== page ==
The ban applies only to flights on foreign carriers, and not American-operated airlines. Officials did not say how long the ban would remain in place or if other airports would be added, said the report.

In all, officials said an estimated 50 flights each day into the US would be affected.

The airlines affected are Egyptair, Emirates Airline, Etihad Airways, Kuwait Airways, Qatar Airways, Royal Air Maroc, Royal Jordanian Airlines, Saudi Arabian Airlines and Turkish Airlines.

Word of the ban was first made public Monday afternoon -- not by US administration officials, but in a tweet sent out by Royal Jordanian Airlines, reported the Washington Post.

Initially, US officials declined to comment on the report, saying only that they would provide an update "when appropriate", said the report.

Royal Jordanian Airlines told passengers that medical devices were still allowed.

The US officials said intelligence "indicates terrorist groups continue to target commercial aviation" by "smuggling explosive devices in various consumer items".

"Just evaluating all the intelligence, we believe that the threat is still prominent against aircraft and airports," an official said.

Separately, an official with the Transportation Security Administration who confirmed the new restriction, said that not everyone at the agency had been briefed about it as of Monday evening, raising the possibility that it was being rushed out.

--IANS

soni/dg

(This story has not been edited by Business Standard staff and is auto-generated from a syndicated feed.)

image
Business Standard
177 22

US bans electronics on flights from 8 Muslim countries

Passengers headed to the US from eight Muslim-majority countries and North have been barred from carrying electronic devices larger than a cellphone under a new flight restriction enacted on Tuesday by the Trump administration.

Officials said the directive was an attempt to address gaps in foreign airport security, and said it was not based on any specific or credible threat of an imminent attack, the New York Times reported.

The Department of Homeland Security said the restricted items included laptop computers, tablets, cameras, travel printers and games bigger than a phone. The restrictions would not apply to aircraft crews, officials said in a briefing to reporters on Monday night that outlined the terms of the ban.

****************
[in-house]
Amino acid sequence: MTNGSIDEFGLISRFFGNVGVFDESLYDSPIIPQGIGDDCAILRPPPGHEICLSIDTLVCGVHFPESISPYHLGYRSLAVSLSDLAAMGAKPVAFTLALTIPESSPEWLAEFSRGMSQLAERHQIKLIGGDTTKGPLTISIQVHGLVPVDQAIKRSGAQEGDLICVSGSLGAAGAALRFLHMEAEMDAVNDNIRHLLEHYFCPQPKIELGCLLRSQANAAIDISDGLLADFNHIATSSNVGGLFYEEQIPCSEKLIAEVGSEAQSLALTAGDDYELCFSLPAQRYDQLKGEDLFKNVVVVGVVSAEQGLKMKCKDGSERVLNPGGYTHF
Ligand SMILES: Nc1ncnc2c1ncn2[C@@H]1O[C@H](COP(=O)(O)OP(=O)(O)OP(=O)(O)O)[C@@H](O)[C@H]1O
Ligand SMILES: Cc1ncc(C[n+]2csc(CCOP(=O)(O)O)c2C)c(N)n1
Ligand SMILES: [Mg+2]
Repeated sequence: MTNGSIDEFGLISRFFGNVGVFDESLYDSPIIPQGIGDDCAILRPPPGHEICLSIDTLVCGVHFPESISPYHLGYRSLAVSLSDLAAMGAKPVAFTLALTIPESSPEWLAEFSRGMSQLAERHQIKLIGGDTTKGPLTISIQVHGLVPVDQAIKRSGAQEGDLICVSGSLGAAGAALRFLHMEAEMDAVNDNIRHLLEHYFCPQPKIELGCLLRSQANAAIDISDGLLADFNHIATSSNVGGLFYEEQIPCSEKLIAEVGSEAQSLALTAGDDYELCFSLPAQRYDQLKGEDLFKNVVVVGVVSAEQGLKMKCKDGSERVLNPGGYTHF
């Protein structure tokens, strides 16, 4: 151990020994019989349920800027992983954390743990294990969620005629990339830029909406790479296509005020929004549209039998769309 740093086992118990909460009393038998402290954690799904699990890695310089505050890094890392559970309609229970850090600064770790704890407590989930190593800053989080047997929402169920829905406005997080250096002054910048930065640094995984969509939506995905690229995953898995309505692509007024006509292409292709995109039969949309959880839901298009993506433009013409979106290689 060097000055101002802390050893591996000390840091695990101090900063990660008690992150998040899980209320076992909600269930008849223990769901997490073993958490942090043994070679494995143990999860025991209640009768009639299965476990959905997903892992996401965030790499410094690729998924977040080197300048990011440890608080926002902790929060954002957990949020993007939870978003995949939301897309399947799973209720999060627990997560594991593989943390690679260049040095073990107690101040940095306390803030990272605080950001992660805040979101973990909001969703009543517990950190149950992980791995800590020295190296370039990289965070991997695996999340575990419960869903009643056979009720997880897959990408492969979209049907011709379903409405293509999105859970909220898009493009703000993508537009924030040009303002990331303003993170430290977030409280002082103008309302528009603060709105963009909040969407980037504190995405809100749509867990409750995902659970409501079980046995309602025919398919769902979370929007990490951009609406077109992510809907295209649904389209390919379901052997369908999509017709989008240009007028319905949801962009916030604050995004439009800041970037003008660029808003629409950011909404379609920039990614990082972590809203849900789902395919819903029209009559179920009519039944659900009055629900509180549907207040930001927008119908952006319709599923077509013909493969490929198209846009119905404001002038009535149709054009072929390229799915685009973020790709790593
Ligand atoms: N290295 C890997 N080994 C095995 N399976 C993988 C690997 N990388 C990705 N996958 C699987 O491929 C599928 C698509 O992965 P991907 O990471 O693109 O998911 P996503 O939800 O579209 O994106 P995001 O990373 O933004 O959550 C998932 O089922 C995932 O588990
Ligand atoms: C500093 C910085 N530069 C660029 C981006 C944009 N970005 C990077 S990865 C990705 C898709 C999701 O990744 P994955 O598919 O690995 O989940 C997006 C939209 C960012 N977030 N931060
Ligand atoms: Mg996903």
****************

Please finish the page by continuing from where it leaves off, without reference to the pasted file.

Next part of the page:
The new policy took effect on Tuesday, and must be followed within 96 hours by airlines flying to the US from airports in Cairo (Egypt), Dubai and Abu Dhabi (UAE), Istanbul (Turkey), Doha (Qatar), Amman (Jordan), Kuwait City, Casablanca (Morocco), Jeddah and Riyadh (Saudi Arabia).

Officials said the airports were selected based on the "current threat picture" and added that the carriers that fail to follow them risk losing their authorisation to operate in the US.

The ban applies only to flights on foreign carriers, and not American-operated airlines. Officials did not say how long the ban would remain in place or if other airports would be added, said the report.

In all, officials said an estimated 50 flights each day into the US would be affected.

The airlines affected are Egyptair, Emirates Airline, Etihad Airways, Kuwait Airways, Qatar Airways, Royal Air Maroc, Royal Jordanian Airlines, Saudi Arabian Airlines and Turkish Airlines.

Word of the ban was first made public Monday afternoon -- not by US administration officials, but in a tweet sent out by Royal Jordanian Airlines, reported the Washington Post.

Initially, US officials declined to comment on the report, saying only that they would provide an update "when appropriate", said the report.

Royal Jordanian Airlines told passengers that medical devices were still allowed.

The US officials said intelligence "indicates terrorist groups continue to target commercial aviation" by "smuggling explosive devices in various consumer items".

"Just evaluating all the intelligence, we believe that the threat is still prominent against aircraft and airports," an official said.

Separately, an official with the Transportation Security Administration who confirmed the new restriction, said that not everyone at the agency had been briefed about it as of Monday evening, raising the possibility that it was being rushed out.

--IANS

soni/dg

(This story has not been edited by Business Standard staff and is auto-generated from a syndicated feed.)

image
Business Standard
177 22